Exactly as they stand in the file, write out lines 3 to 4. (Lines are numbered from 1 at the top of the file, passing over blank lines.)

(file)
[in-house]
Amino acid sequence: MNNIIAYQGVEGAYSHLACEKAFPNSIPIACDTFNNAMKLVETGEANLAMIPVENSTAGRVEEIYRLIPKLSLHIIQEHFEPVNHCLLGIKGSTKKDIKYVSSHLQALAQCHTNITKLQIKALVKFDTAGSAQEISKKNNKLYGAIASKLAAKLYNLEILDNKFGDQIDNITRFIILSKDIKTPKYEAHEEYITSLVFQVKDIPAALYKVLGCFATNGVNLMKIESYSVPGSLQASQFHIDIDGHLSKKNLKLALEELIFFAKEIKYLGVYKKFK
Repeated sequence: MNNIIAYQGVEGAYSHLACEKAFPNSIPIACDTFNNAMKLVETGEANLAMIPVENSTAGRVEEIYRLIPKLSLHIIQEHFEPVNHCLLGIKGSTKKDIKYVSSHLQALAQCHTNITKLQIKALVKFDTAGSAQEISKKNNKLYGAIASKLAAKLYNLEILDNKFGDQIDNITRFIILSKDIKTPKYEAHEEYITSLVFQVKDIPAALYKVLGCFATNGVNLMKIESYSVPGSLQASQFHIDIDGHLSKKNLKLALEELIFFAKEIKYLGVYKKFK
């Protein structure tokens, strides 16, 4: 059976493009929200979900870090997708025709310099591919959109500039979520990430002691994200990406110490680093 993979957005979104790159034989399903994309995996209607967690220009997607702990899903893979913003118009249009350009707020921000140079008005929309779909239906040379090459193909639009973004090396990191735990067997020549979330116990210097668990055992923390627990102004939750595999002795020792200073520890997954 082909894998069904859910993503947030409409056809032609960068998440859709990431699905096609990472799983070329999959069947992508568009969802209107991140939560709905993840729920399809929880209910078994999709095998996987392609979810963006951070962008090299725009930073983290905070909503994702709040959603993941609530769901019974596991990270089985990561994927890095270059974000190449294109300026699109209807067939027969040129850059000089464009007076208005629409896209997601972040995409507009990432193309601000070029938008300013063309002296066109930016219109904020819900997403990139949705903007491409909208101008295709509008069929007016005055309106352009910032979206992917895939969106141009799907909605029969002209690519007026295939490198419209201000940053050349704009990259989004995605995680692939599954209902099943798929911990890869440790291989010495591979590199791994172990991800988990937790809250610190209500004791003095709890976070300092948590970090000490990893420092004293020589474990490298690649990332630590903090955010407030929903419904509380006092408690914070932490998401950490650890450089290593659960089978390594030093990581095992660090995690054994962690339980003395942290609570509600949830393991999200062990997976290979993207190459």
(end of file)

Repeated sequence: MNNIIAYQGVEGAYSHLACEKAFPNSIPIACDTFNNAMKLVETGEANLAMIPVENSTAGRVEEIYRLIPKLSLHIIQEHFEPVNHCLLGIKGSTKKDIKYVSSHLQALAQCHTNITKLQIKALVKFDTAGSAQEISKKNNKLYGAIASKLAAKLYNLEILDNKFGDQIDNITRFIILSKDIKTPKYEAHEEYITSLVFQVKDIPAALYKVLGCFATNGVNLMKIESYSVPGSLQASQFHIDIDGHLSKKNLKLALEELIFFAKEIKYLGVYKKFK
């Protein structure tokens, strides 16, 4: 059976493009929200979900870090997708025709310099591919959109500039979520990430002691994200990406110490680093 993979957005979104790159034989399903994309995996209607967690220009997607702990899903893979913003118009249009350009707020921000140079008005929309779909239906040379090459193909639009973004090396990191735990067997020549979330116990210097668990055992923390627990102004939750595999002795020792200073520890997954 082909894998069904859910993503947030409409056809032609960068998440859709990431699905096609990472799983070329999959069947992508568009969802209107991140939560709905993840729920399809929880209910078994999709095998996987392609979810963006951070962008090299725009930073983290905070909503994702709040959603993941609530769901019974596991990270089985990561994927890095270059974000190449294109300026699109209807067939027969040129850059000089464009007076208005629409896209997601972040995409507009990432193309601000070029938008300013063309002296066109930016219109904020819900997403990139949705903007491409909208101008295709509008069929007016005055309106352009910032979206992917895939969106141009799907909605029969002209690519007026295939490198419209201000940053050349704009990259989004995605995680692939599954209902099943798929911990890869440790291989010495591979590199791994172990991800988990937790809250610190209500004791003095709890976070300092948590970090000490990893420092004293020589474990490298690649990332630590903090955010407030929903419904509380006092408690914070932490998401950490650890450089290593659960089978390594030093990581095992660090995690054994962690339980003395942290609570509600949830393991999200062990997976290979993207190459």